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Labour to make banks deliver 125,000 new homes


Ed Miliband has pledged the Labour Party would create a £5 billion ‘Future Homes Fund’ to deliver 125,000 new homes underwritten by banks and building societies

The fund would draw in part on deposits from Help to Buy ISAs, chancellor George Osborne’s surprise new initiative to aid first-time buyers announced in last months’ budget.

Due to launch later this year, the new accounts will provide first-time buyers with up to £3,000 of public-funded top-ups if they save enough of their own money.

In a speech to a rally in Warrington at the weekend, Labour leader Miliband said that financial institutions would profit from the ISAs and that the proposed fund would help to pay back society with more housing.

‘The banks will benefit from the taxpayer support we will provide to help people save for their first home,’ he said.

‘In return, we will expect the banks to invest in homes for the next generation, unlocking £5 billion for 125,000 homes.’

Shadow housing minister Emma Reynolds subsequently added that Help to Buy ISAs would cost the taxpayer £2.2 billion, and that any bank or building society choosing to offer them would need to reinvest the savings in housing.

‘Labour supports help for first time buyers to get on the housing ladder, but this must be done in a way that builds more homes rather than simply stoking demand,’ she said.

‘Savers will be able to withdraw their money at any time but there will be a double benefit for saving in these ISAs, a financial bonus for saving and the money will be used to fund homes for their generation.’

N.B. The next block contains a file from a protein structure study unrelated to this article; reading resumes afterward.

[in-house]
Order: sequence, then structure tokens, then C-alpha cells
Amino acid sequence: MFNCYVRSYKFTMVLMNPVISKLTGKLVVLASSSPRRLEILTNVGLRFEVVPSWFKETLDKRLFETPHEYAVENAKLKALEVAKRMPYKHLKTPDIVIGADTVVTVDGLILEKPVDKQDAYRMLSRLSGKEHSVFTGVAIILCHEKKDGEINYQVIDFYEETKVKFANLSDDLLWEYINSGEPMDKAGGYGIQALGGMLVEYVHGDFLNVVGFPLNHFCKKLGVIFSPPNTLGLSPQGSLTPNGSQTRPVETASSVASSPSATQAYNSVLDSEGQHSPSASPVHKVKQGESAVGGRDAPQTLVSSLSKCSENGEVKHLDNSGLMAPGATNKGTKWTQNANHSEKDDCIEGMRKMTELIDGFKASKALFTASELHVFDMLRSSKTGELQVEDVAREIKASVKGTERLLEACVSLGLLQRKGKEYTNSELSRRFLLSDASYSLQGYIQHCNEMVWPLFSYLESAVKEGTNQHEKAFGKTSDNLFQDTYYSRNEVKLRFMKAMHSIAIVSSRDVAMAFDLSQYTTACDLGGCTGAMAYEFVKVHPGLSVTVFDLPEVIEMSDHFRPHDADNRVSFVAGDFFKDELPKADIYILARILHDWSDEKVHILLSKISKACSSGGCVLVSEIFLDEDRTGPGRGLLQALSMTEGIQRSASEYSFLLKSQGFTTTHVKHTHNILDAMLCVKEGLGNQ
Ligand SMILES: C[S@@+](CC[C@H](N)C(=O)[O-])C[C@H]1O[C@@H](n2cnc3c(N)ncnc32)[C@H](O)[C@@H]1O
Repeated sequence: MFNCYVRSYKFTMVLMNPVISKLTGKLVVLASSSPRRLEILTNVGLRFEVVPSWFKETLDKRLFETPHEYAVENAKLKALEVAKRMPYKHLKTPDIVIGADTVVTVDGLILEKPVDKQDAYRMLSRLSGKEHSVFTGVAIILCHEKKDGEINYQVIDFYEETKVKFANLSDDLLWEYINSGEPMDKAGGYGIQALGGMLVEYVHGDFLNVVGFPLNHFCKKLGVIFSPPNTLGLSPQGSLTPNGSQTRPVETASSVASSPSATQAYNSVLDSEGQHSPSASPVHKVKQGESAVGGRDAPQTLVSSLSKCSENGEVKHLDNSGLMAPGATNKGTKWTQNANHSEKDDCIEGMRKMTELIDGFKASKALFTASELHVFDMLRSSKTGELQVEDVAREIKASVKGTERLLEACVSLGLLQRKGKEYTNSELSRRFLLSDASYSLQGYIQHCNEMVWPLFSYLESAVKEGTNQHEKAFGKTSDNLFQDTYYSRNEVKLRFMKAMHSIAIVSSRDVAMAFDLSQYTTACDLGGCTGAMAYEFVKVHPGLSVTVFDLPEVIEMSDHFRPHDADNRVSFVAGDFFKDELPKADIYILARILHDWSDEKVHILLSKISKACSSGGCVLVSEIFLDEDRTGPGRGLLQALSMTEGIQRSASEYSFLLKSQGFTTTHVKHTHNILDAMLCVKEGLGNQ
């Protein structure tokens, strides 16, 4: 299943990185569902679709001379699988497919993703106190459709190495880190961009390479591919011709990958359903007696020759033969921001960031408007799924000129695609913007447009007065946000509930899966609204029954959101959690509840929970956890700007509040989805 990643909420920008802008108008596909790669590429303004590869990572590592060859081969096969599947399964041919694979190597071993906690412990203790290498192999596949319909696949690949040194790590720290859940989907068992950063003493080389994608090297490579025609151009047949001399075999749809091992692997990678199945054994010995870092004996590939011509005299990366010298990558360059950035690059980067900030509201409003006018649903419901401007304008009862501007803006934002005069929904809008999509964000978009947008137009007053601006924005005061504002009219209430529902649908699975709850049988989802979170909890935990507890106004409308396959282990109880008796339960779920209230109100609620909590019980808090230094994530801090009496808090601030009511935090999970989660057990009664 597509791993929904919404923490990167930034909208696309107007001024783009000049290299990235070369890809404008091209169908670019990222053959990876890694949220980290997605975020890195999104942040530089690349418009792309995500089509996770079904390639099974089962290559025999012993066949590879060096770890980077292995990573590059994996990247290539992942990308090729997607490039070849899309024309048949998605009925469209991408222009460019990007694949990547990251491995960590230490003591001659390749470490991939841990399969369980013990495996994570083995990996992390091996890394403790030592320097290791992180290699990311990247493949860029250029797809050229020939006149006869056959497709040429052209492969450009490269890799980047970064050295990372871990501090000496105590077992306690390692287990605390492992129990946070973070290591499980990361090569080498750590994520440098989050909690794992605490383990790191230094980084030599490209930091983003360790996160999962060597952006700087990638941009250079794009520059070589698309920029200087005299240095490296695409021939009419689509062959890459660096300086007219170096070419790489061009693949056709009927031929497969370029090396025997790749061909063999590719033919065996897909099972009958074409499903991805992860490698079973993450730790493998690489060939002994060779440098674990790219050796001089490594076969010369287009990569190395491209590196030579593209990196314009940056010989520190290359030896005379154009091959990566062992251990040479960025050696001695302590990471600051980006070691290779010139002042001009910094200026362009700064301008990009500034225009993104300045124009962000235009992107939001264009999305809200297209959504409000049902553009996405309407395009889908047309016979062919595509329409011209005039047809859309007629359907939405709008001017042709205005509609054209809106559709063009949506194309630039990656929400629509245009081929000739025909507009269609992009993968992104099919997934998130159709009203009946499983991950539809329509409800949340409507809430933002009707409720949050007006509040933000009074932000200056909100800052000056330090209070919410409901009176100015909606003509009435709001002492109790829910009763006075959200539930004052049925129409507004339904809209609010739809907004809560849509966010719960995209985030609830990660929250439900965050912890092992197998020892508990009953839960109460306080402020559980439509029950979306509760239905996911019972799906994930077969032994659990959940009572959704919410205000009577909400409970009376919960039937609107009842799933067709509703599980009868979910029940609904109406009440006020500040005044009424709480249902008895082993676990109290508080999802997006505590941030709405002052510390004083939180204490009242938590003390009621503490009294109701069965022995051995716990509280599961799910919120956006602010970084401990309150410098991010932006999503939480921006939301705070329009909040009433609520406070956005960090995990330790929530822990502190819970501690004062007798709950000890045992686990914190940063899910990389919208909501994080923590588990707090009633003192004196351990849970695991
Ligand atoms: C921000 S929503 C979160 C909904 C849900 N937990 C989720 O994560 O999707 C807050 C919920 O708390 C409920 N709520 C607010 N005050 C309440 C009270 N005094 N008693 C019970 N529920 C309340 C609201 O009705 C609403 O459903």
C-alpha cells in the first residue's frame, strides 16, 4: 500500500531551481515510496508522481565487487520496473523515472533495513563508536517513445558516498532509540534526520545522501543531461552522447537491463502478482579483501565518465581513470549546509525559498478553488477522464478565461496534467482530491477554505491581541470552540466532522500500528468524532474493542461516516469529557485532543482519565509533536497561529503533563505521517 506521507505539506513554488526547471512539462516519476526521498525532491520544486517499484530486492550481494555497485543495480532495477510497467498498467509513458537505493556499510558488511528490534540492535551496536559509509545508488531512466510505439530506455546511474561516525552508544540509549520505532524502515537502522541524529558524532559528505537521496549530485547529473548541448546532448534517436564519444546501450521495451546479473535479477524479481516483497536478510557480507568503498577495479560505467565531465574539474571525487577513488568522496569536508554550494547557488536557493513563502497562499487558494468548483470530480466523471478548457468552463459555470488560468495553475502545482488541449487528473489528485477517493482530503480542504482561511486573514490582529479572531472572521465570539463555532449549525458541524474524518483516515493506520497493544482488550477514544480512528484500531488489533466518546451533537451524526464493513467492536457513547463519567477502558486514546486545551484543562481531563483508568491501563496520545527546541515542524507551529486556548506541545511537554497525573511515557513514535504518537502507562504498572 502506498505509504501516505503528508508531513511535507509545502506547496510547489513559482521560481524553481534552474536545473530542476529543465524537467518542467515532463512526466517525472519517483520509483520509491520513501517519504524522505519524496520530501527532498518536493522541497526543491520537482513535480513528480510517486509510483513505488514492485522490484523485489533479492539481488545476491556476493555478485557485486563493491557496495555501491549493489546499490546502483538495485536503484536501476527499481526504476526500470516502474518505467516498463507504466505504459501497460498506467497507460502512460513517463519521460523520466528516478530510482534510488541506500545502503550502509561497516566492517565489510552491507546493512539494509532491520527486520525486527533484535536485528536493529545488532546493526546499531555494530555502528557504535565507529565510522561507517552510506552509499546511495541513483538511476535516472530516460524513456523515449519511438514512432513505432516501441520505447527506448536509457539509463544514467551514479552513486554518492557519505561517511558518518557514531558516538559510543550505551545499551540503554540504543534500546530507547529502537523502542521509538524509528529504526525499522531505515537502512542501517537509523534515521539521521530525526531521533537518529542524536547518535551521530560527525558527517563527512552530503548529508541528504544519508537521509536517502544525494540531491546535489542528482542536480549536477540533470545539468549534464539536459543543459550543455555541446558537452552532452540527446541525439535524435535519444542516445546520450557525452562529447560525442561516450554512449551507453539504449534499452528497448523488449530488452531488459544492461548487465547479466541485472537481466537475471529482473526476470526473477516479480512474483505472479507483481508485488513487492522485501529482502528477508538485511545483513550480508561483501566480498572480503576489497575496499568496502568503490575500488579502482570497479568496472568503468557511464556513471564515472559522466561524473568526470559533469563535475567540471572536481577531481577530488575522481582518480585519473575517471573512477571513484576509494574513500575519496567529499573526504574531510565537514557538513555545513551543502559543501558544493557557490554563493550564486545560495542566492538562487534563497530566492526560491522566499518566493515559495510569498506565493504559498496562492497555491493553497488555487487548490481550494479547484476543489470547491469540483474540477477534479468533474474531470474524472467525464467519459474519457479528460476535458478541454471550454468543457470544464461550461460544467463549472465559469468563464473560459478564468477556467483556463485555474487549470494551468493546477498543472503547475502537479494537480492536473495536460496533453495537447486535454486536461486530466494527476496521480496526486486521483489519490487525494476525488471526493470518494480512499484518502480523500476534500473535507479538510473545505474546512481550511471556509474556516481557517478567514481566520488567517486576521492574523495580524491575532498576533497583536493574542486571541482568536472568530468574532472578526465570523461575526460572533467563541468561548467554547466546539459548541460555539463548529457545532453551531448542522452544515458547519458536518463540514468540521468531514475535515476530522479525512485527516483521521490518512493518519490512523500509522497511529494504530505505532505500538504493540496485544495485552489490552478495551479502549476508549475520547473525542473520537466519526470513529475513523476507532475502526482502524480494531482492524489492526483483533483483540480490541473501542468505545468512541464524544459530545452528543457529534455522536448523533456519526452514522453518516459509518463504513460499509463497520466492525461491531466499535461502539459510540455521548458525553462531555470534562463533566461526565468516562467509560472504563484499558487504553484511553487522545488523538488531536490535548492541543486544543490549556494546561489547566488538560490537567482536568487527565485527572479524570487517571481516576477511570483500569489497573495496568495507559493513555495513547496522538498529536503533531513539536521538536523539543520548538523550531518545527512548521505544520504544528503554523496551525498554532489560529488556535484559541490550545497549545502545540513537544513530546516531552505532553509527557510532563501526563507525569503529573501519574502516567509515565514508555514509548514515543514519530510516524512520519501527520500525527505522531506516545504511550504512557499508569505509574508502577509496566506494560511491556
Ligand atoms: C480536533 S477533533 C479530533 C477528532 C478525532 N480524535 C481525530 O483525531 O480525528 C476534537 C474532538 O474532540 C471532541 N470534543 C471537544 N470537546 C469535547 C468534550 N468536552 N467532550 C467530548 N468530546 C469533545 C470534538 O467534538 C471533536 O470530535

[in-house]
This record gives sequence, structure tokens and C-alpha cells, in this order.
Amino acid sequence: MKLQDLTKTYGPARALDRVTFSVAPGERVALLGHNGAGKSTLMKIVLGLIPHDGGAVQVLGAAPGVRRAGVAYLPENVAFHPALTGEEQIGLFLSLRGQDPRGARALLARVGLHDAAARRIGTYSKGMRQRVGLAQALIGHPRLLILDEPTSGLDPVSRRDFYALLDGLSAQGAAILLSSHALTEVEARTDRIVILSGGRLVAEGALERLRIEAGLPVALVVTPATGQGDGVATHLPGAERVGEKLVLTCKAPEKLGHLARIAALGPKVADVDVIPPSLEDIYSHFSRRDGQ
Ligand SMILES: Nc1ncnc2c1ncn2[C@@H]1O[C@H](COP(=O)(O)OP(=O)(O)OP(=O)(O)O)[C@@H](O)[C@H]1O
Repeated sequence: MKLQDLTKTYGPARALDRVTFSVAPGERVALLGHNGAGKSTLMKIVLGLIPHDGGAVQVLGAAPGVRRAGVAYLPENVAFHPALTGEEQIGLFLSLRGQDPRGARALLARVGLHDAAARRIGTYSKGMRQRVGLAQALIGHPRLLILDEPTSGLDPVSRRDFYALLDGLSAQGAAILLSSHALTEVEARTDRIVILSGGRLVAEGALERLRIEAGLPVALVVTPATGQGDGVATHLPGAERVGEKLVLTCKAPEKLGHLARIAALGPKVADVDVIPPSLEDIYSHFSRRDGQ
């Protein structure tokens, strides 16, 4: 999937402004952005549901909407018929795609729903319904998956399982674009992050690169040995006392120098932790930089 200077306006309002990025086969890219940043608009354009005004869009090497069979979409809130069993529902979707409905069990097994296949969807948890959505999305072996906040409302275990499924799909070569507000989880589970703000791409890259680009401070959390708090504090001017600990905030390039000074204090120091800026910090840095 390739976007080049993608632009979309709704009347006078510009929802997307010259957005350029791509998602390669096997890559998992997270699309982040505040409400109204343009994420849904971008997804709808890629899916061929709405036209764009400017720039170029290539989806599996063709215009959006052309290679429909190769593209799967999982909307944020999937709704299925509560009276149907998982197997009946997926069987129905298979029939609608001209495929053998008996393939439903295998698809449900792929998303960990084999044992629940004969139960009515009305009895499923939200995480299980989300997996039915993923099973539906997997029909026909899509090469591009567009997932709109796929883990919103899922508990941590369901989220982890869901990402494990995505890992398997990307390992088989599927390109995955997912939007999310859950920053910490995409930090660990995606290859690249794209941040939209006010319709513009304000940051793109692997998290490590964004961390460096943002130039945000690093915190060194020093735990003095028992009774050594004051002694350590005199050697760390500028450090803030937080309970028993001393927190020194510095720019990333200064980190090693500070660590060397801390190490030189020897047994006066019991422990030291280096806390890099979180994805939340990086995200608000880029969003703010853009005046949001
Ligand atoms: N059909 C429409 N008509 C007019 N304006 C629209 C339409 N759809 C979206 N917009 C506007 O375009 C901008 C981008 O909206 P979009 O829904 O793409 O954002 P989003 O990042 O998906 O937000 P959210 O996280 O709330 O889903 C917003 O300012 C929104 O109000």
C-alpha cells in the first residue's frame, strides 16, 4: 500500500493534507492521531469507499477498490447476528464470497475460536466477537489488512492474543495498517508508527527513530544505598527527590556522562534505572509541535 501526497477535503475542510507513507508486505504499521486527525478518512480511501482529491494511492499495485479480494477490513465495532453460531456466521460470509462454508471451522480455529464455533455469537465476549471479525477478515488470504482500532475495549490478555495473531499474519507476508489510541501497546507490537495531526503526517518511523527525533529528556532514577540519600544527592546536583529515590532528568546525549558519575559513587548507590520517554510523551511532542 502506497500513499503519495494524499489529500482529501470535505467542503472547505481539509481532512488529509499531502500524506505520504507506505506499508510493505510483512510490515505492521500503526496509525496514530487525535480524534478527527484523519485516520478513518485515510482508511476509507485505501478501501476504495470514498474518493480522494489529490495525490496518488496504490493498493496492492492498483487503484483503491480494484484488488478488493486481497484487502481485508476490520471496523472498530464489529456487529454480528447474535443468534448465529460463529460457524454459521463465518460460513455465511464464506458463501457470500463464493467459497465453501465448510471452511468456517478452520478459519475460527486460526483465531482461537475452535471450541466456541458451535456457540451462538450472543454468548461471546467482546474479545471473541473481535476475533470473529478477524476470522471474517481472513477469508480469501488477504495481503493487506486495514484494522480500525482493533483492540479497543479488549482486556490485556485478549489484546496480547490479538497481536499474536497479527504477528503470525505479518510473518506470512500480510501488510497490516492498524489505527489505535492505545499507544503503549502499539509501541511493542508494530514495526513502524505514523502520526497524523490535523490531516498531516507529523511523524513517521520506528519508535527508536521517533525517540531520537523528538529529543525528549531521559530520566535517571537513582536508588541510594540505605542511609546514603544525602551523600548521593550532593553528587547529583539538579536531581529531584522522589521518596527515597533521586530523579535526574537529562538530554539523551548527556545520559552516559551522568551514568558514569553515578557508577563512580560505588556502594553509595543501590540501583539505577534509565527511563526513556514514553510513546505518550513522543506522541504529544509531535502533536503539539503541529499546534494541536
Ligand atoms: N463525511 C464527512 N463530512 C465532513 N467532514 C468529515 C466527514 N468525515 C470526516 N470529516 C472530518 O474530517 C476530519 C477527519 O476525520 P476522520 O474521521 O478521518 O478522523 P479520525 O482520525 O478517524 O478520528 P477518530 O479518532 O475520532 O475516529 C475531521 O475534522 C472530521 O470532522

In his Warrington speech, Miliband also repeated Labour’s longstanding pledge to increase housebuilding from its current level to 200,000 homes a year by 2020.

He added that if it won power at next month’s general election his party would create ‘over half a million new homes’ in a ‘new generation of towns, garden cities and suburbs’.

Miliband said housing would be Labour’s ‘top priority’ for additional capital investment.


Readers' comments (3)

  • Ben Derbyshire

    The totem pole of housing policy initiatives reaches higher and higher; as this Labour initiative is stacked on top of an earlier Coalition initiative the whole edifice threatens to topple under its own weight!
    I reach for my copy of The Crossman Diaries and yearn for a time when we had a Cabinet Minister of Housing and a plan to deliver 400,000 homes a year, with the land, the finance and the industrial capacity in place to do the job.
    Ben Derbyshire.
    Managing Partner, HTA Design LLP
    Chair, The Housing Forum

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  • How is the desired increase to be delivered that is the question ? The major house-builders are at maximum. SME developers have been falling dramatically in number and operations and are unsupported by Banks or Treasury.
    The only possibility for large scale growth is the public sector or Housing Associations. It would be more interesting to know the vehicles for the planned growth will be supported. Otherwise this is vague platitudes.
    We all agree there is a housing crisis but what's the plan for solving it ?

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  • While it is all well and good saying we will offer financial assistance to the buyers of homes all the political parties have failed to set how who and how they are going to build all these homes. We have a shortage of skilled labour on building sites which will not be fixed in a 5 year cycle it needs real long term planning. We need to increase apprenticeships to school leavers, offer technical training to those 16 to 18 who don't want to do A levels and get Britain building. All we have achieved over the last few decades by offering available credit is push up the house prices.

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